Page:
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See below:

/this is my main/

package br.com.general;

public class Main {

    public static void main(String[] args) {

        Wind w = new Wind();

            //System.out.printf("%b\n", w.button());
                System.out.printf("xx %b\n", w.button());



/this is my JFrame Window with one button/

package br.com.general;

import javax.swing.JButton;
import javax.swing.JFrame;

public class Wind extends JFrame{

    private static final long serialVersionUID = 1L;
    Act a = new Act();

    public Wind() {

        JButton B = new JButton("on");


        B.setBounds(10, 10, 50, 30);

        setSize(100, 100);

    public void start() {
    public boolean button(){
    public void buttonOk(){

/*and in the end this is my ActionListener for my button */

package br.com.general;

import java.awt.event.ActionEvent;
import java.awt.event.ActionListener;

public class Act implements ActionListener {
    boolean s;
    public void actionPerformed(ActionEvent ae) {
        s = true;

    public boolean button(){
    public void zero(){
        s = false;

if you run, you can see that don't works, but if, in the main, you remove the "//" and enable the line "System.out.printf("%b\n", w.button());" it starts functioning.... WHY? Somebody can help me?

share|improve this question

This is a very good question! In an ideal world your code would run without issues, no matter if the first System.out.println(…) is commented out or not.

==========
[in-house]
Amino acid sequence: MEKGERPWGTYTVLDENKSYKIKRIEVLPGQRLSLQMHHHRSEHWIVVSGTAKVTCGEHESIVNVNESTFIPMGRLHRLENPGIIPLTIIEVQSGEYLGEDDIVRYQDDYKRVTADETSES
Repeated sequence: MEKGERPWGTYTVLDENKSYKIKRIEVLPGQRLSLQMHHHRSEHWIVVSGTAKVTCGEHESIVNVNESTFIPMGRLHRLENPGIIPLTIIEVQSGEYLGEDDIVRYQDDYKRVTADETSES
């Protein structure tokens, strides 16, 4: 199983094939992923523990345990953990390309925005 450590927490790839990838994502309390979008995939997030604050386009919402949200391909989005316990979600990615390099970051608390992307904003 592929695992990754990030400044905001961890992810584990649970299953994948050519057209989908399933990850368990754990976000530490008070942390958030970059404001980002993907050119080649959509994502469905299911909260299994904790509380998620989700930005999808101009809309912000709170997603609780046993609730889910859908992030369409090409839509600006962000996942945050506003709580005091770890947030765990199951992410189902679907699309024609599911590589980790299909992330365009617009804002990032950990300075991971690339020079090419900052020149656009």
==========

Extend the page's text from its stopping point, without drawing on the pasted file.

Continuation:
The problem is that Java optimizes your code and does not always retrieve the current value of your s flag in the Act class.

To circumvent this (in this case wrong) optimization, you can use the volatile modifier: volatile boolean s;. This requires the JVM to always retrieve the actual value from memory and prevents caching it, see Atomic Access in The Java Tutorials.

share|improve this answer

It looks you have hard infinite loop that consumes all the resources. You probably should insert small delay (ex, 10-100ms) into the loop. This can be done using Thread.wait() method. In your case delay is produced by System.out.printf(), since console output is quite slow.

share|improve this answer
I don't think that resource consumption is the problem here (although busy waiting is indeed not good in most cases): Try to add something to the event handler method (e.g. System.out.println("Button clicked");) and you will see it gets executed without delay and the GUI is responsive. – siegi Oct 1 '12 at 1:04

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